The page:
That the apex Courts of our country would not receive the benefit of their judicial skills and experience, in my view is most unfortunate. The position of very senior officers of the Attorney General’s Department is also similar. Unless they are also accommodated on the benches of the apex Courts, legal advisors cum Counsel for the State and Public Prosecutors with approximately 30 years of yeoman public service behind them, with eminence in skills of advocacy and advanced knowledge relating to complex areas of the law, would have to cease to serve the State and retire at 60 years of age. That they will thereafter be compelled to lend their professional services to private clients, is also in my view most unfortunate.

Thus, I would respectfully express the view that, there exists a compelling need to assess and determine afresh the cadre of judges of all Courts of Sri Lanka. Should the number of Judges of all Courts including the apex Courts be increased along with necessarily a proportionate increase in the cadres of non-judicial staff of Courts, and the allocation of necessary logistical resources to the justice sector. Undoubtedly the efficiency and the productivity of the administration of justice system would increase in a tangible manner. This would result in the expeditious passage of cases through the courts system. Therefore, I urge that the relevant competent authorities give serious and responsive consideration to the compelling need to increase significantly the cadre of Judges of the two apex Courts.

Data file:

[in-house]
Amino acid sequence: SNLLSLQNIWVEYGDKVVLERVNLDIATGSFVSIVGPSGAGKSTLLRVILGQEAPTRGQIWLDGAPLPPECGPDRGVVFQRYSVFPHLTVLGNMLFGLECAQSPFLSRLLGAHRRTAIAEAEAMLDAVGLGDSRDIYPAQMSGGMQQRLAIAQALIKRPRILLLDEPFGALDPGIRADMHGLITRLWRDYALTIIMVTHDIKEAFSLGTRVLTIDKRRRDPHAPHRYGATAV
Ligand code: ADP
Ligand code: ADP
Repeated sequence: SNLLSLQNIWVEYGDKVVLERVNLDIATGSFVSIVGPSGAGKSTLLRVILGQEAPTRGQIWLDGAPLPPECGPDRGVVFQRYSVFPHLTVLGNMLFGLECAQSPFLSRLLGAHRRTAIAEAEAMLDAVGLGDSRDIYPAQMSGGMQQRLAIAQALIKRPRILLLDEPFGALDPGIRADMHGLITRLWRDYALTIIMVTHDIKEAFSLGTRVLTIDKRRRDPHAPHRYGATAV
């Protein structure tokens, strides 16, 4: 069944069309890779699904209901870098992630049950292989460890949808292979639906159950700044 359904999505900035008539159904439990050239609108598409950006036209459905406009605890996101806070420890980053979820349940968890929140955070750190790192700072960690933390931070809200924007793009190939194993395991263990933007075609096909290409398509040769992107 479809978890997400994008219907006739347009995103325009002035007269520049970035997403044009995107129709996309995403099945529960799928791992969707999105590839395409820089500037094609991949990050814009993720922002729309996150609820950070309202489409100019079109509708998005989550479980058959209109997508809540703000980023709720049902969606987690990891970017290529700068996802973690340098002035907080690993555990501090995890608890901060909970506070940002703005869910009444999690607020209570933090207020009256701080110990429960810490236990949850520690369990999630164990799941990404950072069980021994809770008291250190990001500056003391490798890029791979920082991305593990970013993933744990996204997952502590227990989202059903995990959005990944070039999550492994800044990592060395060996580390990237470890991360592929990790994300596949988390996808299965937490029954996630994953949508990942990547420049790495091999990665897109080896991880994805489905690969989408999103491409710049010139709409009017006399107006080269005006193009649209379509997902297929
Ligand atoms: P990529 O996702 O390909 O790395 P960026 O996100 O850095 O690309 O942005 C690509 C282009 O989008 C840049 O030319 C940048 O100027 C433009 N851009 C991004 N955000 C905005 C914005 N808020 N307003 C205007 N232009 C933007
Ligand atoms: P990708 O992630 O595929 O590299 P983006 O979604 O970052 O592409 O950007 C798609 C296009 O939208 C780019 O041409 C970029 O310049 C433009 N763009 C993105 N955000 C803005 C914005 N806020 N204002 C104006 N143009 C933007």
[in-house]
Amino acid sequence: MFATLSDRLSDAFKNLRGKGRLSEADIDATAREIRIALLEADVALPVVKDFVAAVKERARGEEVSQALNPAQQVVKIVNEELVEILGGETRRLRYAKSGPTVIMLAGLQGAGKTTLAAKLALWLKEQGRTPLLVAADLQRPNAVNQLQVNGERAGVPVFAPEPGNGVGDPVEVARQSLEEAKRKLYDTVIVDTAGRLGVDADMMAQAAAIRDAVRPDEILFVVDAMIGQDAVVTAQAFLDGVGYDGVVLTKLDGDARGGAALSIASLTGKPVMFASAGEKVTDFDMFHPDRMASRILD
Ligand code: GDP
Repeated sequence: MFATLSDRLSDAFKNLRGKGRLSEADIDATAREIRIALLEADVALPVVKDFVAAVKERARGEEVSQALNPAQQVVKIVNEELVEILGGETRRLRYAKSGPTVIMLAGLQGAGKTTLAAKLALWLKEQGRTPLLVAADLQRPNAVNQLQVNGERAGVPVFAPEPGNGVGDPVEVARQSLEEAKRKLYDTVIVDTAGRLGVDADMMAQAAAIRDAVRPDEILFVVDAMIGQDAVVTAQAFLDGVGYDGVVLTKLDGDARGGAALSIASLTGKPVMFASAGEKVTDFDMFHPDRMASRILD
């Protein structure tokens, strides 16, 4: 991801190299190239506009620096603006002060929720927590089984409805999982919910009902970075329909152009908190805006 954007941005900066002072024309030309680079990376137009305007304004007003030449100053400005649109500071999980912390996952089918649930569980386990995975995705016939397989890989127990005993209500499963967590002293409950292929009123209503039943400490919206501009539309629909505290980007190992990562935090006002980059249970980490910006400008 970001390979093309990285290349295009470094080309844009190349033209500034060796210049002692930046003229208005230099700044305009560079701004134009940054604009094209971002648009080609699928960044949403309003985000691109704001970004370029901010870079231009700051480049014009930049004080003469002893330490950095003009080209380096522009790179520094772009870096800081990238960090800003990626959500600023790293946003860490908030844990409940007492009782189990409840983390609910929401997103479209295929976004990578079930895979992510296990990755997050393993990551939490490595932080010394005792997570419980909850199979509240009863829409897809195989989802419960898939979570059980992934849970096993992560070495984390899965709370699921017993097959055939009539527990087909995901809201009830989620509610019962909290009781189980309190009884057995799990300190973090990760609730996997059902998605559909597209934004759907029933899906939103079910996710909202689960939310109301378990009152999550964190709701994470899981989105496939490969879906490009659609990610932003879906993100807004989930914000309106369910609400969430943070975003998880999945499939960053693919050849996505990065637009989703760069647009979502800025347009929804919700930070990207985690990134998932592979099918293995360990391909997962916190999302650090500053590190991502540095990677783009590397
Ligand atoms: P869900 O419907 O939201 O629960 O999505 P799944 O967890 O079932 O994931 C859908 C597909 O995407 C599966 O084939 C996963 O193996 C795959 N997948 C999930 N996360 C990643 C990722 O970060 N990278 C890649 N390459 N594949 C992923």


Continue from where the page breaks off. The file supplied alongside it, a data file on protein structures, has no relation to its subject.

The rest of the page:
I wish to now turn towards the second resource requirement of the justice sector — namely material resources. As you would appreciate, certain material resources are absolutely essential for the administration of justice. Procurement of necessary material resources including courthouses and associated paraphernalia, is conditioned upon the availability of necessary financial resources.

An examination of provisions and schedules of the Appropriation Acts of the last decade, illustrates a startling revelation. During the period 2010 to 2019, the allocation of public funds by the State to the entire justice sector has never exceeded 1% of the total annual expenditure of the State. This 1% or less has been for both capital and recurrent expenditure of the entire justice sector. This is the nature of the financial investment by the State to the justice sector. I assume you would form your own views regarding the sufficiency of that amount of money to run an efficient justice system.

I would respectfully say that, the scarcity of necessary financial resources exemplifies the standard of our courthouses, conditions of chambers and quarters of judges, virtual absence of computerized automation and application of technological tools, and the paucity of other necessary human and material resources that should be available to the justice sector. Unless there is a significant increase in the allocation of funds from the consolidated fund to run the third organ of the State namely the justice sector, I would think improving the system and making it efficient, would be a virtual impossibility.